Indeed. Very interesting. I am sometimes amazed that my high school history teachers were able to make history boring.
"... press coverage of the Bund tapered off as the group declined and public fear of domestic Nazism waned. Hundreds of dispirited Bund members returned to Germany."
"When Hitler declared war against the United States four days after Japan attacked Pearl Harbor on December 7, 1941, Bund members found themselves stranded in enemy territory. Federal agents seized Bund records. Many of its members faced denaturalization proceedings and imprisonment. "
"German Americans continued to emphasize their American-ism after the Pearl Harbor raid. “We appeal to the public not to think that everything German must be Nazi,” declared the Wisconsin Federation of German-American Societies."
"The emphasis on Americanism paid off, and a revival of anti-German hysteria did not occur."
"Most Americans seemed to make a distinction between what they believed were good Germans and bad Germans, and America became a refuge for many German intellectuals fleeing Nazi rule."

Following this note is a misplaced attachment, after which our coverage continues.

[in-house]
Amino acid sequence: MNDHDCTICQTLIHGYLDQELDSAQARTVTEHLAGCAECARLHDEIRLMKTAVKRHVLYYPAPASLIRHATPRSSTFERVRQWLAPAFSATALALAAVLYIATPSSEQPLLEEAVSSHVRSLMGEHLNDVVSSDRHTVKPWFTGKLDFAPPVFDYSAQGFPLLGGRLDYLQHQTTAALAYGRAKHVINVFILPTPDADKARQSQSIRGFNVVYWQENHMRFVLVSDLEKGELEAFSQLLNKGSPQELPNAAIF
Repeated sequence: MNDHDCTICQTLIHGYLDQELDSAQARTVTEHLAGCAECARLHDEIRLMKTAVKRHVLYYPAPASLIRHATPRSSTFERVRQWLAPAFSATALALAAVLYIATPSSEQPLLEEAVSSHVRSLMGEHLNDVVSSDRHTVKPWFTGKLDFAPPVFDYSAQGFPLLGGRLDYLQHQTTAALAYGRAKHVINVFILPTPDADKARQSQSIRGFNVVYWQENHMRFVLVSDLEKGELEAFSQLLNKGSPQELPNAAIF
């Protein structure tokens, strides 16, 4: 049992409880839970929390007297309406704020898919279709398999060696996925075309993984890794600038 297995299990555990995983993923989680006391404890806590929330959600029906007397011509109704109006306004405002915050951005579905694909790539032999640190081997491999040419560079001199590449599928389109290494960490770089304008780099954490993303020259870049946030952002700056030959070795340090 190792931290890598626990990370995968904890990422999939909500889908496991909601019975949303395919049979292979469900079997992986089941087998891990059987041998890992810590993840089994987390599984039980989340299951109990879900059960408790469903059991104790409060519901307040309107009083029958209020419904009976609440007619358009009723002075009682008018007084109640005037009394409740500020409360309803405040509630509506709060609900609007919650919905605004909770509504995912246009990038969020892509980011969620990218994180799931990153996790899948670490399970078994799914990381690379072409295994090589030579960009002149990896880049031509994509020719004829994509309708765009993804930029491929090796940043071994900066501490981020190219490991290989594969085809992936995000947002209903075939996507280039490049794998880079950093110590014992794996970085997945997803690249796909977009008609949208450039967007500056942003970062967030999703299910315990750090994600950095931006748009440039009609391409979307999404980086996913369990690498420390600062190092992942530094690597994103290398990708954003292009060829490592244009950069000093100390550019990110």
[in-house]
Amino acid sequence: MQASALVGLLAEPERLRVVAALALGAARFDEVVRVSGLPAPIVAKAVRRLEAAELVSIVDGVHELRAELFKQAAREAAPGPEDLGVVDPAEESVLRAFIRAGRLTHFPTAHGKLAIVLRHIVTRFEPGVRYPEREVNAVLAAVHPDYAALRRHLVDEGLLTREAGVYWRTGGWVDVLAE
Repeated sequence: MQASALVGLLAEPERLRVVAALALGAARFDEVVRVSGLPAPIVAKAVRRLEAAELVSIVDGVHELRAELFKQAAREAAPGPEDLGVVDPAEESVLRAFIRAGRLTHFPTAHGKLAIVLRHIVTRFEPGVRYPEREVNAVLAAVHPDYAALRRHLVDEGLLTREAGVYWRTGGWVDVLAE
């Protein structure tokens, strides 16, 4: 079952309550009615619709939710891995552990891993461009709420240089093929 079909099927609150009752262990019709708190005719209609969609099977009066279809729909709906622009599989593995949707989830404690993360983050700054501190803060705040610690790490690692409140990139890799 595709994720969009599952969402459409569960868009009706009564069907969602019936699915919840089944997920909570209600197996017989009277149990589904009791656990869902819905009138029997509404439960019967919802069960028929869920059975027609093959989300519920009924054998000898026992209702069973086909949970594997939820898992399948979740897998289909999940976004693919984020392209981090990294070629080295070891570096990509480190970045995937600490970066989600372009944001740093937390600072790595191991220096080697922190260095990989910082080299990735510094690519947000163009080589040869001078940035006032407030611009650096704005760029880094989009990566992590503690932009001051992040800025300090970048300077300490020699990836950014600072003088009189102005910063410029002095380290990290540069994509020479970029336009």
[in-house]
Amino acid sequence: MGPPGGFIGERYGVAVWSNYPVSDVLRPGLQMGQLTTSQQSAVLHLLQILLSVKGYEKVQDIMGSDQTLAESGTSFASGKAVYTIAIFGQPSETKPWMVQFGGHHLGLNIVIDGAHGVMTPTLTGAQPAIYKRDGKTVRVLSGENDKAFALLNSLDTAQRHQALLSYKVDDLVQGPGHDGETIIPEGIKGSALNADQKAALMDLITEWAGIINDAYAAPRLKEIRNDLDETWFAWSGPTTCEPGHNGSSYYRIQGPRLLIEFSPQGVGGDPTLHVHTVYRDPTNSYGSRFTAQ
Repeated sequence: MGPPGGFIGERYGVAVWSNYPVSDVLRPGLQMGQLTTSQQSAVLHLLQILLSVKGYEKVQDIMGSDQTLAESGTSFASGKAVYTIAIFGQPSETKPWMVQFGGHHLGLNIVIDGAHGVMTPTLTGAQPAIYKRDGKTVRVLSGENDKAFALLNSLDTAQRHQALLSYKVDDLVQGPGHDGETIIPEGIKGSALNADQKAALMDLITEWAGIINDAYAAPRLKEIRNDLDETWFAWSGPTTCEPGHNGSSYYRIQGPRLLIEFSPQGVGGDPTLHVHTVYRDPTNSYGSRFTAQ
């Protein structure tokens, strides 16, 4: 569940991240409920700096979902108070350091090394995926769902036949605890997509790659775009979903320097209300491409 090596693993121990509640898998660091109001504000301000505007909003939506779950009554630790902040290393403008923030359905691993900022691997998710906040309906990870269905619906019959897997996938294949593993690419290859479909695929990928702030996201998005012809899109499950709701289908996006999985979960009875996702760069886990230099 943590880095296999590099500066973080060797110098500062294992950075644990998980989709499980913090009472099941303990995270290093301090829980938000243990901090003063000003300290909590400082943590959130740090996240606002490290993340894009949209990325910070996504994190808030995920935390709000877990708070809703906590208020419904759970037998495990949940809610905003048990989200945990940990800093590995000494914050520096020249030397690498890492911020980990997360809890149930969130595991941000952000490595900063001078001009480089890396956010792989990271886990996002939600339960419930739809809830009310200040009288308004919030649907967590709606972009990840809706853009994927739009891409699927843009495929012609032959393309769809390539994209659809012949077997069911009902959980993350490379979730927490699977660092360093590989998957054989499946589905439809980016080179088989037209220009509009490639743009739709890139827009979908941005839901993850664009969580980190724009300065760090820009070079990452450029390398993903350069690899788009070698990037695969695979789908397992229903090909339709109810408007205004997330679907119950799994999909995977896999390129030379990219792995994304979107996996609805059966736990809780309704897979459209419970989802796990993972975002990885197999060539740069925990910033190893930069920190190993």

"For all its prominence and bluster, the Bund involved only a small portion of the German-American community. "
I am glad to see that America was able to realize that the enemy was those with the Nazi ideology and not simply German ancestry. Interesting stuff.
As for John's comment, "As for the rest, as far as I know, Americans of all ideologies overwhelmingly sided with America during World War II." it does not seem like Nazis in America "overwhelmingly sided with America during World War II". Many went to Germany (willingly or otherwise) or were locked up. The title of this very good article at the URL and quoted from above is, "Americans for Hitler".
Update: Here is the same article as a PDF with a few pictures. http://www.6thcorpscombatengineers.com/ ... Hitler.pdf